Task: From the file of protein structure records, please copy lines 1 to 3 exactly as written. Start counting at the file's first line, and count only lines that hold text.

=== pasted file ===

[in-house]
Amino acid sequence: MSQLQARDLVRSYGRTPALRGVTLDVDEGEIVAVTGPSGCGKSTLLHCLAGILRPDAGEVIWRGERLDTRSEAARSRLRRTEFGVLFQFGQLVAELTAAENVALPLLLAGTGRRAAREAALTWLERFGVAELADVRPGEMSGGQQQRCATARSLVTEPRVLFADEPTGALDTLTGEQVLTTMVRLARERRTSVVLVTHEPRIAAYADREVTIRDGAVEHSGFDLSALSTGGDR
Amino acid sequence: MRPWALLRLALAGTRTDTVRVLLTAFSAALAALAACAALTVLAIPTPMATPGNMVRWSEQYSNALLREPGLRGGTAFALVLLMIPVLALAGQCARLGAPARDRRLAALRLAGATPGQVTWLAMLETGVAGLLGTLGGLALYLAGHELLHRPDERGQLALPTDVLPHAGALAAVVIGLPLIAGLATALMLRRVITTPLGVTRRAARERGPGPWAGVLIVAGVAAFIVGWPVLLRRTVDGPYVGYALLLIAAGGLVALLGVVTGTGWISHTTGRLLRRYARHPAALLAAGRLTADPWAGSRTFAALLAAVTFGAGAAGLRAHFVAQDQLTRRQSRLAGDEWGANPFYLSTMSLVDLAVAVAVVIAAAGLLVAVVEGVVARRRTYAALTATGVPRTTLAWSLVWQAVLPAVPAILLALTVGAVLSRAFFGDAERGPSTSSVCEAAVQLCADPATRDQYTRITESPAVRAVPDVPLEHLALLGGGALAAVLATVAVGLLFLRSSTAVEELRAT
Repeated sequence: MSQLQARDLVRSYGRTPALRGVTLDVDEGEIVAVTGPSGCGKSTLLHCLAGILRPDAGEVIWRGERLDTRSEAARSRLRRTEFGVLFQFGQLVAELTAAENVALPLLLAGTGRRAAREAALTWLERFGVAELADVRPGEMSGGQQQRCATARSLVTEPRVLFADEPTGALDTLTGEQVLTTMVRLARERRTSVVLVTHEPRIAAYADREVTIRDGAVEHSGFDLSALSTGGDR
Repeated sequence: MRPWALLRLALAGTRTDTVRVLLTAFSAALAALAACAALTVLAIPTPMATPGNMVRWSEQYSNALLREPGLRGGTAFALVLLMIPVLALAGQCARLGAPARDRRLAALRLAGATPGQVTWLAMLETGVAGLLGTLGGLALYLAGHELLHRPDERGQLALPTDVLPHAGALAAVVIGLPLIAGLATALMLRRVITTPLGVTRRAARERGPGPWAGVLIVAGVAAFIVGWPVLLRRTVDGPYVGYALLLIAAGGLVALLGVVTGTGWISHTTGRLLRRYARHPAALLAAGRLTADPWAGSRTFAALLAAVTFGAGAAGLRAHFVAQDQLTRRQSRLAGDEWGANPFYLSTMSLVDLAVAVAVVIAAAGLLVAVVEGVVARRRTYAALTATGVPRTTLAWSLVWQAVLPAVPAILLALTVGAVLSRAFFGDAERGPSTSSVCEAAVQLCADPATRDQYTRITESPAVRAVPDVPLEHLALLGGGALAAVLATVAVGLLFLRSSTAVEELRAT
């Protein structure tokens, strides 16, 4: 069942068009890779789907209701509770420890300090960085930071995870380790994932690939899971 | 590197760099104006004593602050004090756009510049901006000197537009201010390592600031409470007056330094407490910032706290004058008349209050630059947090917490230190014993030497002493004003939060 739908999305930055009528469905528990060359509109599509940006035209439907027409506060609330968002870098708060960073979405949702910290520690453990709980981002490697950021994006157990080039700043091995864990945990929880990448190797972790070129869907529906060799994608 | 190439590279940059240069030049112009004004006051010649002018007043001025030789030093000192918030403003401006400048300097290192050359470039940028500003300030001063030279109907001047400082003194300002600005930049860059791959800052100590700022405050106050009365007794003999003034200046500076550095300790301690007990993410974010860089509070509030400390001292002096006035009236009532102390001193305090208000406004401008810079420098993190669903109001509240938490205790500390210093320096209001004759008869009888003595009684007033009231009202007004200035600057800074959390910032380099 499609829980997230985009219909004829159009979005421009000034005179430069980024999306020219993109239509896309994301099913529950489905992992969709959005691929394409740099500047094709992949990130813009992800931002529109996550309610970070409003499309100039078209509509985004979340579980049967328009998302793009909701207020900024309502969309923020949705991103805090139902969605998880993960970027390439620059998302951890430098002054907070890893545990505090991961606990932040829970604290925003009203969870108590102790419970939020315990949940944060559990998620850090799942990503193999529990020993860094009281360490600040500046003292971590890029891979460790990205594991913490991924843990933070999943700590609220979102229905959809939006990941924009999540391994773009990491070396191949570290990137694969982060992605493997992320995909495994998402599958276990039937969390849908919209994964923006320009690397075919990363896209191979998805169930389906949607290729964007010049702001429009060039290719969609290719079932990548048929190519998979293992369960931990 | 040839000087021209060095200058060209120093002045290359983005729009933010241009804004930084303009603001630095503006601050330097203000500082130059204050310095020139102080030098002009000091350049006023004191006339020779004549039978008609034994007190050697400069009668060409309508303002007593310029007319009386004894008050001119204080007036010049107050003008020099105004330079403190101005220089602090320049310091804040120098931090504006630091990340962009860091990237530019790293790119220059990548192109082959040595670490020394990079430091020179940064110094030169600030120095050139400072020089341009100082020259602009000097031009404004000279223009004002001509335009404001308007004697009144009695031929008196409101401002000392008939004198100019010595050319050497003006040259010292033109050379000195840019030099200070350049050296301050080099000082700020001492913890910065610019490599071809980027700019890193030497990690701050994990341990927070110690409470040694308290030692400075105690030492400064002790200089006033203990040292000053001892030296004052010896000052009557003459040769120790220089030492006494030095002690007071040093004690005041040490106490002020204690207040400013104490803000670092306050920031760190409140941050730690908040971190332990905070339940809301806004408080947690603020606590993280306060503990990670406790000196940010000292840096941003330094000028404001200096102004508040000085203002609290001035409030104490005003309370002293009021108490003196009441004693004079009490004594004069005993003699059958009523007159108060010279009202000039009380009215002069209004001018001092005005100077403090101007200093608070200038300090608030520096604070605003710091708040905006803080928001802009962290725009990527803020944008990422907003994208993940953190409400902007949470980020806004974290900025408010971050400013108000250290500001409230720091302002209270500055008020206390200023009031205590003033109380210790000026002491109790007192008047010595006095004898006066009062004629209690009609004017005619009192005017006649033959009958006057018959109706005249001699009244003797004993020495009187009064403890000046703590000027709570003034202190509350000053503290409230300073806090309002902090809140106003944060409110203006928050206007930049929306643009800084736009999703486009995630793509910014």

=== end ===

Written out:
[in-house]
Amino acid sequence: MSQLQARDLVRSYGRTPALRGVTLDVDEGEIVAVTGPSGCGKSTLLHCLAGILRPDAGEVIWRGERLDTRSEAARSRLRRTEFGVLFQFGQLVAELTAAENVALPLLLAGTGRRAAREAALTWLERFGVAELADVRPGEMSGGQQQRCATARSLVTEPRVLFADEPTGALDTLTGEQVLTTMVRLARERRTSVVLVTHEPRIAAYADREVTIRDGAVEHSGFDLSALSTGGDR
Amino acid sequence: MRPWALLRLALAGTRTDTVRVLLTAFSAALAALAACAALTVLAIPTPMATPGNMVRWSEQYSNALLREPGLRGGTAFALVLLMIPVLALAGQCARLGAPARDRRLAALRLAGATPGQVTWLAMLETGVAGLLGTLGGLALYLAGHELLHRPDERGQLALPTDVLPHAGALAAVVIGLPLIAGLATALMLRRVITTPLGVTRRAARERGPGPWAGVLIVAGVAAFIVGWPVLLRRTVDGPYVGYALLLIAAGGLVALLGVVTGTGWISHTTGRLLRRYARHPAALLAAGRLTADPWAGSRTFAALLAAVTFGAGAAGLRAHFVAQDQLTRRQSRLAGDEWGANPFYLSTMSLVDLAVAVAVVIAAAGLLVAVVEGVVARRRTYAALTATGVPRTTLAWSLVWQAVLPAVPAILLALTVGAVLSRAFFGDAERGPSTSSVCEAAVQLCADPATRDQYTRITESPAVRAVPDVPLEHLALLGGGALAAVLATVAVGLLFLRSSTAVEELRAT